In EGR 101, freshmen teams designed a rideable hovercraft according to design requirements posed by high school students who were taking part in a hovercraft competition. Freshmen interviewed high school students and found out user needs and decided on an initial design. The interview process enhanced the curiosity and creativity of possible solutions for both stakeholders. Through additional research and testing, the students identified the important criteria in the hovercraft design. The final product was constrained by a budget that limited the types of materials the teams used for the final working hovercrafts. Upon receiving feedback from the high-school students on the design, the freshmen teams improved their initial designs and submitted engineering drawings of their final designs. On race day, freshmen presented and demonstrated their hovercrafts to the high school students.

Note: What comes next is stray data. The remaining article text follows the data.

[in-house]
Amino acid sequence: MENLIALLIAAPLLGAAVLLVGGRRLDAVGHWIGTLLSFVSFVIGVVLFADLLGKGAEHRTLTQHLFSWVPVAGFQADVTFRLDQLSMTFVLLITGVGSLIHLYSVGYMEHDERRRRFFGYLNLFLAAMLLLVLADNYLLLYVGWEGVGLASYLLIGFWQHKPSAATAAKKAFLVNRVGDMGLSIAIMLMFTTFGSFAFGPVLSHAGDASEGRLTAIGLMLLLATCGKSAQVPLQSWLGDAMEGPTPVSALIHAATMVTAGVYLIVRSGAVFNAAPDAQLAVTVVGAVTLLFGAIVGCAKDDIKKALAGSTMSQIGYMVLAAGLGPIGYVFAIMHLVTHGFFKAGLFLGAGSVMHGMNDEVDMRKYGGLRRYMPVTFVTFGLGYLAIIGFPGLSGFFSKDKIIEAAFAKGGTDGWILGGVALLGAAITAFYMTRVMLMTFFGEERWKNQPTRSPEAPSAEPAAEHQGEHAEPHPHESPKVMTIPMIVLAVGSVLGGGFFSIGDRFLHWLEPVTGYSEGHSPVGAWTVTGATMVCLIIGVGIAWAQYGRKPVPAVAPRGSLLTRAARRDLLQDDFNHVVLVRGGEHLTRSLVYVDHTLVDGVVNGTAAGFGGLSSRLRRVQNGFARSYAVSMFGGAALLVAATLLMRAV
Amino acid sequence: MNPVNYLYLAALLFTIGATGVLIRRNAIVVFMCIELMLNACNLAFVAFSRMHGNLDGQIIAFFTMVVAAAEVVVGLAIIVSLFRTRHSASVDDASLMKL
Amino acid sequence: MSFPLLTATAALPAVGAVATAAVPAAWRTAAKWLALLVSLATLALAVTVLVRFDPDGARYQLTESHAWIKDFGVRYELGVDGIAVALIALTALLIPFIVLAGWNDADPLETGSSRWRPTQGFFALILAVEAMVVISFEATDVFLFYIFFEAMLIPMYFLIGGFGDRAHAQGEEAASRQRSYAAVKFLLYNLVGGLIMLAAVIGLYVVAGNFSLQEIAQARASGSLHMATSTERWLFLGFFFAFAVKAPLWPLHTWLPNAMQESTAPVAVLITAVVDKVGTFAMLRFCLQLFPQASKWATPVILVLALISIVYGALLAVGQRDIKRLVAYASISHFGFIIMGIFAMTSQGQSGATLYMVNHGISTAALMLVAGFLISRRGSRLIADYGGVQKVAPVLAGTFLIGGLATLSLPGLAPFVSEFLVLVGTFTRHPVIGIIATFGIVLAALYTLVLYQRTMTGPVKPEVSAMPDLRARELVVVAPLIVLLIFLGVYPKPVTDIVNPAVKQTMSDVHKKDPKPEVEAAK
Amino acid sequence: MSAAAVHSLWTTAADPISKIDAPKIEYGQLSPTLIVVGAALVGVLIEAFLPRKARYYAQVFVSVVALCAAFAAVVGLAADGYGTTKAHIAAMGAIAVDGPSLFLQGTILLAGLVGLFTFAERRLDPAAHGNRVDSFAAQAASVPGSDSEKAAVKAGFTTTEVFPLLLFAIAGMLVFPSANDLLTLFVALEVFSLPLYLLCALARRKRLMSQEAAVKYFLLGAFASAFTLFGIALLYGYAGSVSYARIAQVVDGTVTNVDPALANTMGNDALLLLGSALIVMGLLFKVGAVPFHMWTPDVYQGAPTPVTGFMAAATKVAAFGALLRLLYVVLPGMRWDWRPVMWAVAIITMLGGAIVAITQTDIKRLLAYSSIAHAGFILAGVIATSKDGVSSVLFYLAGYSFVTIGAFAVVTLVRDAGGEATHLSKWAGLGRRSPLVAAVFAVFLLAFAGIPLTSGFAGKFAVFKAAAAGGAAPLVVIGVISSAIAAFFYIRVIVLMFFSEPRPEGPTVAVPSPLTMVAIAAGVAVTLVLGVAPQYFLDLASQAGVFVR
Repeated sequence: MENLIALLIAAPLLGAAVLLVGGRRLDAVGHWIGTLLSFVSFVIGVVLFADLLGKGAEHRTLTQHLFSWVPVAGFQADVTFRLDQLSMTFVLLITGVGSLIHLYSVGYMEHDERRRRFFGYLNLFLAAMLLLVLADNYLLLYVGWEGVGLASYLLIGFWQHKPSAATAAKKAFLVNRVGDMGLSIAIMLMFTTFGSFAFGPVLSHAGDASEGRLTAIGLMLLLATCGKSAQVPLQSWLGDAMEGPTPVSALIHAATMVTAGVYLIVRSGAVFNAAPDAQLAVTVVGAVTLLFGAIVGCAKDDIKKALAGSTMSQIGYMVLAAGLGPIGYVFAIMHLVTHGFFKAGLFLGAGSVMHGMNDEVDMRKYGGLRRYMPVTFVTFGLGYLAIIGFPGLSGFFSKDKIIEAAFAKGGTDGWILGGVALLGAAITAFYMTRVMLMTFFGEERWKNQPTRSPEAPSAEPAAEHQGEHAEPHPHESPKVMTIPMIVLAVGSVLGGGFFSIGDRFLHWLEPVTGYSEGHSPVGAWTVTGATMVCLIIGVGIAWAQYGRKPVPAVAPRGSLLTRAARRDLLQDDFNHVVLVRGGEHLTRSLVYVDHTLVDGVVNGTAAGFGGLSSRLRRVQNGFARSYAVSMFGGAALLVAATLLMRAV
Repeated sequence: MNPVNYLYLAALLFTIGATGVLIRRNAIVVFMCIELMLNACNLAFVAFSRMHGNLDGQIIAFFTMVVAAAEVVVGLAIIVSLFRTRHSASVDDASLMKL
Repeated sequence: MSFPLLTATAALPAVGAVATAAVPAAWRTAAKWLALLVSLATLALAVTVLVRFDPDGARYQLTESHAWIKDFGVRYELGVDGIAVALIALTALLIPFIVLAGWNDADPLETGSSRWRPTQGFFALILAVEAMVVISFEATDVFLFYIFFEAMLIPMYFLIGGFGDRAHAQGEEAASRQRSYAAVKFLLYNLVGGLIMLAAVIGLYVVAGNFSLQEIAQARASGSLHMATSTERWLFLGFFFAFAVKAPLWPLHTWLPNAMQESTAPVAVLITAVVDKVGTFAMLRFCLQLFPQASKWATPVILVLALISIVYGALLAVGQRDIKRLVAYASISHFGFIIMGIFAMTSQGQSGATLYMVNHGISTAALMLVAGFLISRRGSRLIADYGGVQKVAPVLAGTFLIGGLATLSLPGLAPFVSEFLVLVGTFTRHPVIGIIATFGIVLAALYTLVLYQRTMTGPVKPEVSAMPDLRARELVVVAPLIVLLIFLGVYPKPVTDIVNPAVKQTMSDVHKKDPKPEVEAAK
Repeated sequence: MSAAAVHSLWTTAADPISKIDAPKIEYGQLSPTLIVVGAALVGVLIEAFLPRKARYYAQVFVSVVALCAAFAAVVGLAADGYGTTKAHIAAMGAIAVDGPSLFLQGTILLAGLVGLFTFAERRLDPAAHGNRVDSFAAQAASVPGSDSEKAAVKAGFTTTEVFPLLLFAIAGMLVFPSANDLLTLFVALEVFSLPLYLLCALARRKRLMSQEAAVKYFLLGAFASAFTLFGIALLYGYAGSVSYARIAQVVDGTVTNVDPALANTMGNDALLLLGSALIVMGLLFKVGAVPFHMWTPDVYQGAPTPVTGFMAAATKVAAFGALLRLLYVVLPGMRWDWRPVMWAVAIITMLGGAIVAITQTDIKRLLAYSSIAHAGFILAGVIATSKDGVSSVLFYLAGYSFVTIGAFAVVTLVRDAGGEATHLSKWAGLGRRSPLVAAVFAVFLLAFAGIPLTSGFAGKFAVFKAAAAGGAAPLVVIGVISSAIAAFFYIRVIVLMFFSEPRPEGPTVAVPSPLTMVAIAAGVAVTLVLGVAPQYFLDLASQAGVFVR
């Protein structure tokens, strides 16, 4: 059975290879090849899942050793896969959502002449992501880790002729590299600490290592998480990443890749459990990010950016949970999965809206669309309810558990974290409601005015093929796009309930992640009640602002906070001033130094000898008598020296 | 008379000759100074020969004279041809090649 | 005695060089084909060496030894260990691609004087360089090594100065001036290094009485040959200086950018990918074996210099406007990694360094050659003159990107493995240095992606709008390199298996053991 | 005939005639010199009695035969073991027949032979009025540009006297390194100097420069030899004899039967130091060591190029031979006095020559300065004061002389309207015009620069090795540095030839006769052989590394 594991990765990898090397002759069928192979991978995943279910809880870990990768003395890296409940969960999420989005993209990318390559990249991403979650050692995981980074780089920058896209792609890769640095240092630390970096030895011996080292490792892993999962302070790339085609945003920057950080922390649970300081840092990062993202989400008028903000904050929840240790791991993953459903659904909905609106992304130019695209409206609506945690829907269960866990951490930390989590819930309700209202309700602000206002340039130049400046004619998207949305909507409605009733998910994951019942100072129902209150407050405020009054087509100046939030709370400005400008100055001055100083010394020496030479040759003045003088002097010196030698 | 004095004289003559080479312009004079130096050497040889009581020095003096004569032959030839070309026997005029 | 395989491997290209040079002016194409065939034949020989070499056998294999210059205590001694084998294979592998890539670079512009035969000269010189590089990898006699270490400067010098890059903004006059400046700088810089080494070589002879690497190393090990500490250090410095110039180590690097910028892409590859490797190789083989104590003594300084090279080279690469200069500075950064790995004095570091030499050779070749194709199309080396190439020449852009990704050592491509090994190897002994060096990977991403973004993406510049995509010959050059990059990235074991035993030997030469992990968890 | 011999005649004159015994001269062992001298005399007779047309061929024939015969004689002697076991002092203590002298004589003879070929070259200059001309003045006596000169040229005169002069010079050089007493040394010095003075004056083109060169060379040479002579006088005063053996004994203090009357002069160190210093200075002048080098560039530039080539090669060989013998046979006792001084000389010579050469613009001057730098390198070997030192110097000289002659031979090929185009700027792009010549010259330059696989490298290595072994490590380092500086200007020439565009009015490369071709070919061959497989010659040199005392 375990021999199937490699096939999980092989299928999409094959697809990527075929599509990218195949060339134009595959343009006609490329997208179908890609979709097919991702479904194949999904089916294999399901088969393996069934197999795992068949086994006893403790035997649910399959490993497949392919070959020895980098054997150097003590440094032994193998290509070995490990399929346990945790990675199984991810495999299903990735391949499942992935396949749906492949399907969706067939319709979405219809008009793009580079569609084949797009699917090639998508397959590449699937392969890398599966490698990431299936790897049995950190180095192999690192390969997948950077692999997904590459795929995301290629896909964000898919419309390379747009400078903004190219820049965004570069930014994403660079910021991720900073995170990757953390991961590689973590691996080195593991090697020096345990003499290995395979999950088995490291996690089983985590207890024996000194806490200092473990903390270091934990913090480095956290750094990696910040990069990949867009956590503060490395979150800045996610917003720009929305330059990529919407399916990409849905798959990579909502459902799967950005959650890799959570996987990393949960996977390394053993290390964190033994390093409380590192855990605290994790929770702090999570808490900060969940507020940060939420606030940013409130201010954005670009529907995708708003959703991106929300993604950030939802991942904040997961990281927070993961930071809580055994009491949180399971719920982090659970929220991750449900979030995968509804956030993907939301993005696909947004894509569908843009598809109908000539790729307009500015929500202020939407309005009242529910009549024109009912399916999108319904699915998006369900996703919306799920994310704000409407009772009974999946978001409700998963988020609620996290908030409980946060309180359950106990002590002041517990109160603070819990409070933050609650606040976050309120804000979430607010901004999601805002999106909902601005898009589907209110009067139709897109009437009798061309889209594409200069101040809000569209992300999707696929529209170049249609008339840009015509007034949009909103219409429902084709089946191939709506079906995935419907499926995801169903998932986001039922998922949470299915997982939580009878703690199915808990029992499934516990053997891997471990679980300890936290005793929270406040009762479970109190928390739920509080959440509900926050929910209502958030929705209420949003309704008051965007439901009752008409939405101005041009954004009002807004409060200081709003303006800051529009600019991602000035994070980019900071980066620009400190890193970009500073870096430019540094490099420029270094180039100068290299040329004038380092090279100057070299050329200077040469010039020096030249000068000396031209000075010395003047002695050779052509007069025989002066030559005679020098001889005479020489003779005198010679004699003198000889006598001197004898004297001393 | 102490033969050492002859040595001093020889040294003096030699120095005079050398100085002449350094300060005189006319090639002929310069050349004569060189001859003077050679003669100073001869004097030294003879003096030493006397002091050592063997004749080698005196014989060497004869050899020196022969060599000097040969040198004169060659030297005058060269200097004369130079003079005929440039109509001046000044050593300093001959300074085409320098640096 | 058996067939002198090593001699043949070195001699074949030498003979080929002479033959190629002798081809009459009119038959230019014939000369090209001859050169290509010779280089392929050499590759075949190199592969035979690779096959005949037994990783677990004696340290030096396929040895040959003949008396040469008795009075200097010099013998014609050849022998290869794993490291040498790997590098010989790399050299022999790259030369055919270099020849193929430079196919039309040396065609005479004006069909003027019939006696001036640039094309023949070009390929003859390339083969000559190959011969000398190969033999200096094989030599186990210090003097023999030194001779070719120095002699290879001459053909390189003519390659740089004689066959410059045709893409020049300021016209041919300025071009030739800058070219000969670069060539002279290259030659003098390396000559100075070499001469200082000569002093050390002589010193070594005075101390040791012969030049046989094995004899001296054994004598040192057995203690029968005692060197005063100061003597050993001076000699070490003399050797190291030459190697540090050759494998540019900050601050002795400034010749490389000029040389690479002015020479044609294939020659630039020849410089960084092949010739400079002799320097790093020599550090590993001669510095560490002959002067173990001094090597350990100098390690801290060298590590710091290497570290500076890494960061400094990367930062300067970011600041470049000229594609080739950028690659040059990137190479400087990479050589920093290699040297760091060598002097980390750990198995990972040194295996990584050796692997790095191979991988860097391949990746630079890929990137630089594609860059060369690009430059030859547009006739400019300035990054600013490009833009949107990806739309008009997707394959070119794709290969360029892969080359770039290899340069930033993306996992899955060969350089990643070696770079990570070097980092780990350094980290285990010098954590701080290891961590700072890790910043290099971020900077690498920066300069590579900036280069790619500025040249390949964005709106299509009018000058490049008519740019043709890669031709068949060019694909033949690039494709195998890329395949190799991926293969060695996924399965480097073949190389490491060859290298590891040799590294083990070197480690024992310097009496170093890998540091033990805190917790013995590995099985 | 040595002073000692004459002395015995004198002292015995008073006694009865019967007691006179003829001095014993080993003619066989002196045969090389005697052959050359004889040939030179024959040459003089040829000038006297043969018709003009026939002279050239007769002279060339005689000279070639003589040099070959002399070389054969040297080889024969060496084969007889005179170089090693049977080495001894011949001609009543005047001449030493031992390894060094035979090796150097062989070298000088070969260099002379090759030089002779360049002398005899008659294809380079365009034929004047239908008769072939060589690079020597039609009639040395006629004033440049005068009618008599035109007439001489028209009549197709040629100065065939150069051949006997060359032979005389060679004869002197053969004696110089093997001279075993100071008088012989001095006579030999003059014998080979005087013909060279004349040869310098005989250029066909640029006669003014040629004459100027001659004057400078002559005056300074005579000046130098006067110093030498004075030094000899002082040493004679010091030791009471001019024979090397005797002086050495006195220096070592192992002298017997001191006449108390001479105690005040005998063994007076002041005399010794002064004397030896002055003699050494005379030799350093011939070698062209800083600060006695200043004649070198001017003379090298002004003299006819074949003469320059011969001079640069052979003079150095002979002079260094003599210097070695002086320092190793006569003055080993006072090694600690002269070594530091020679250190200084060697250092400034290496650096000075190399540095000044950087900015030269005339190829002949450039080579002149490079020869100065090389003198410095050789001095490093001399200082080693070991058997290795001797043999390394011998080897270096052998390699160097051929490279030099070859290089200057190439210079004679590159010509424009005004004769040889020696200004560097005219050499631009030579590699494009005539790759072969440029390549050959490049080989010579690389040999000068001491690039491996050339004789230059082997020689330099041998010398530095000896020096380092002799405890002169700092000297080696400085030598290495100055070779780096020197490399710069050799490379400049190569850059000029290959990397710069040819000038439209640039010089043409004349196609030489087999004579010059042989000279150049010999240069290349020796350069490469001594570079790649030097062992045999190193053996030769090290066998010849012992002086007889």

The milestones below marked this integration effort’s progress, which began prior to FSE’s formal wide-scale EM integration initiative:
Fall 2011: Full-scale implementation of 2-credit, multidisciplinary FSE 100 Introduction to Engineering course (including open-ended, hands-on design projects)
2011-2016: Various teaching faculty learned and further incorporated educational best practices such as active learning and open-ended real-world design projects into the course, ultimately excellent preparation for EML
Spring 2016: Piloted efforts to further incorporate EML in three sections of FSE 100, and members of the ASU KEEN faculty team qualitatively analyzed student reflections from these FSE 100 pilot courses at the end of the semester. Course efforts and results of the analysis were detailed in a paper, presented at ASEE in June 2017, which won Best Teaching Paper award in the Entrepreneurship and Engineering Innovation division.